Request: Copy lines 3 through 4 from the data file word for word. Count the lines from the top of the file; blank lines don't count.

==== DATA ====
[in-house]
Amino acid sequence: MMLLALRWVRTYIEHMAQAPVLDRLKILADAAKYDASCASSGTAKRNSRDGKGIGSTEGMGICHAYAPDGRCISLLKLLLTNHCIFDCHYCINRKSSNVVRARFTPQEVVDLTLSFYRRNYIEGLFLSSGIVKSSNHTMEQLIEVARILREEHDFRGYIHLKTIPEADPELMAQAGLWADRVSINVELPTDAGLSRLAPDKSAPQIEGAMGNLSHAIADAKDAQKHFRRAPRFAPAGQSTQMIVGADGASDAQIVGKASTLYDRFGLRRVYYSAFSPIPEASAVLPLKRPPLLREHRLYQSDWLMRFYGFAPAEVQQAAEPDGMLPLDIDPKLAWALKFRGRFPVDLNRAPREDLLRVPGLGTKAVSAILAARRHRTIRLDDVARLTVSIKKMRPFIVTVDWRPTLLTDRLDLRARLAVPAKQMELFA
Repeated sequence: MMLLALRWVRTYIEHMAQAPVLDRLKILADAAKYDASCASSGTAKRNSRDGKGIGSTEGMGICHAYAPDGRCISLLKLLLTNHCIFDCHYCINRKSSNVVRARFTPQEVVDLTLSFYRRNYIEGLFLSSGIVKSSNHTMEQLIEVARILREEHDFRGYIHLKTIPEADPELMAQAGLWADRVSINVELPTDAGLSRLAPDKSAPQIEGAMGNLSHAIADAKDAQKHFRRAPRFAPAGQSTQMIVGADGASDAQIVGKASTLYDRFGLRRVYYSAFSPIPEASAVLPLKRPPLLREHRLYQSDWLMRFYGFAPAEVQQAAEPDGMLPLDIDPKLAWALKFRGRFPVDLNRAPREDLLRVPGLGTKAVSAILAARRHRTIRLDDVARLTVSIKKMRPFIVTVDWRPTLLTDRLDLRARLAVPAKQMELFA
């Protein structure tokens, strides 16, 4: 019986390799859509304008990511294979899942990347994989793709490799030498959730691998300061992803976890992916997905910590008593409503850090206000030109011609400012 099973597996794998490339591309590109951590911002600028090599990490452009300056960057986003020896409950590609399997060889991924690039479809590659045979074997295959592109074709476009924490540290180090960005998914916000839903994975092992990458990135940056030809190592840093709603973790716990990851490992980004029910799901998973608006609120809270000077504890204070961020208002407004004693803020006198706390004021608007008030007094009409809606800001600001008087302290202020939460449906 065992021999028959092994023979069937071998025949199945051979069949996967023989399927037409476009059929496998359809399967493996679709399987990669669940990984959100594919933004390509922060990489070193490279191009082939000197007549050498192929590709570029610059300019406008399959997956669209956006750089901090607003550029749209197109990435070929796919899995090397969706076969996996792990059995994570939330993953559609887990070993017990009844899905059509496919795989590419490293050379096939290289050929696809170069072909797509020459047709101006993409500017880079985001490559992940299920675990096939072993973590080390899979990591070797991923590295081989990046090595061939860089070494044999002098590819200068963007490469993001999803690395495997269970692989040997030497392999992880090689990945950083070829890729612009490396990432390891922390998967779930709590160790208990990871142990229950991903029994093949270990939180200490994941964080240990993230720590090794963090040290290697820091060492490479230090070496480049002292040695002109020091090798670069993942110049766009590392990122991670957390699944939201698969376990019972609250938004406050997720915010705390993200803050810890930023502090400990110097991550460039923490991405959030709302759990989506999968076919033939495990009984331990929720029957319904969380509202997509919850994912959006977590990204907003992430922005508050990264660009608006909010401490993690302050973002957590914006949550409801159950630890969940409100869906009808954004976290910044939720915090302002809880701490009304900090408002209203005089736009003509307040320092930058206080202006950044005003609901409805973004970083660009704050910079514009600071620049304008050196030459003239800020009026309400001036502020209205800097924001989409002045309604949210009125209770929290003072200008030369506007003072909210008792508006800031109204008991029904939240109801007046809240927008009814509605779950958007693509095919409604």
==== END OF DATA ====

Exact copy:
Repeated sequence: MMLLALRWVRTYIEHMAQAPVLDRLKILADAAKYDASCASSGTAKRNSRDGKGIGSTEGMGICHAYAPDGRCISLLKLLLTNHCIFDCHYCINRKSSNVVRARFTPQEVVDLTLSFYRRNYIEGLFLSSGIVKSSNHTMEQLIEVARILREEHDFRGYIHLKTIPEADPELMAQAGLWADRVSINVELPTDAGLSRLAPDKSAPQIEGAMGNLSHAIADAKDAQKHFRRAPRFAPAGQSTQMIVGADGASDAQIVGKASTLYDRFGLRRVYYSAFSPIPEASAVLPLKRPPLLREHRLYQSDWLMRFYGFAPAEVQQAAEPDGMLPLDIDPKLAWALKFRGRFPVDLNRAPREDLLRVPGLGTKAVSAILAARRHRTIRLDDVARLTVSIKKMRPFIVTVDWRPTLLTDRLDLRARLAVPAKQMELFA
């Protein structure tokens, strides 16, 4: 019986390799859509304008990511294979899942990347994989793709490799030498959730691998300061992803976890992916997905910590008593409503850090206000030109011609400012 099973597996794998490339591309590109951590911002600028090599990490452009300056960057986003020896409950590609399997060889991924690039479809590659045979074997295959592109074709476009924490540290180090960005998914916000839903994975092992990458990135940056030809190592840093709603973790716990990851490992980004029910799901998973608006609120809270000077504890204070961020208002407004004693803020006198706390004021608007008030007094009409809606800001600001008087302290202020939460449906 065992021999028959092994023979069937071998025949199945051979069949996967023989399927037409476009059929496998359809399967493996679709399987990669669940990984959100594919933004390509922060990489070193490279191009082939000197007549050498192929590709570029610059300019406008399959997956669209956006750089901090607003550029749209197109990435070929796919899995090397969706076969996996792990059995994570939330993953559609887990070993017990009844899905059509496919795989590419490293050379096939290289050929696809170069072909797509020459047709101006993409500017880079985001490559992940299920675990096939072993973590080390899979990591070797991923590295081989990046090595061939860089070494044999002098590819200068963007490469993001999803690395495997269970692989040997030497392999992880090689990945950083070829890729612009490396990432390891922390998967779930709590160790208990990871142990229950991903029994093949270990939180200490994941964080240990993230720590090794963090040290290697820091060492490479230090070496480049002292040695002109020091090798670069993942110049766009590392990122991670957390699944939201698969376990019972609250938004406050997720915010705390993200803050810890930023502090400990110097991550460039923490991405959030709302759990989506999968076919033939495990009984331990929720029957319904969380509202997509919850994912959006977590990204907003992430922005508050990264660009608006909010401490993690302050973002957590914006949550409801159950630890969940409100869906009808954004976290910044939720915090302002809880701490009304900090408002209203005089736009003509307040320092930058206080202006950044005003609901409805973004970083660009704050910079514009600071620049304008050196030459003239800020009026309400001036502020209205800097924001989409002045309604949210009125209770929290003072200008030369506007003072909210008792508006800031109204008991029904939240109801007046809240927008009814509605779950958007693509095919409604």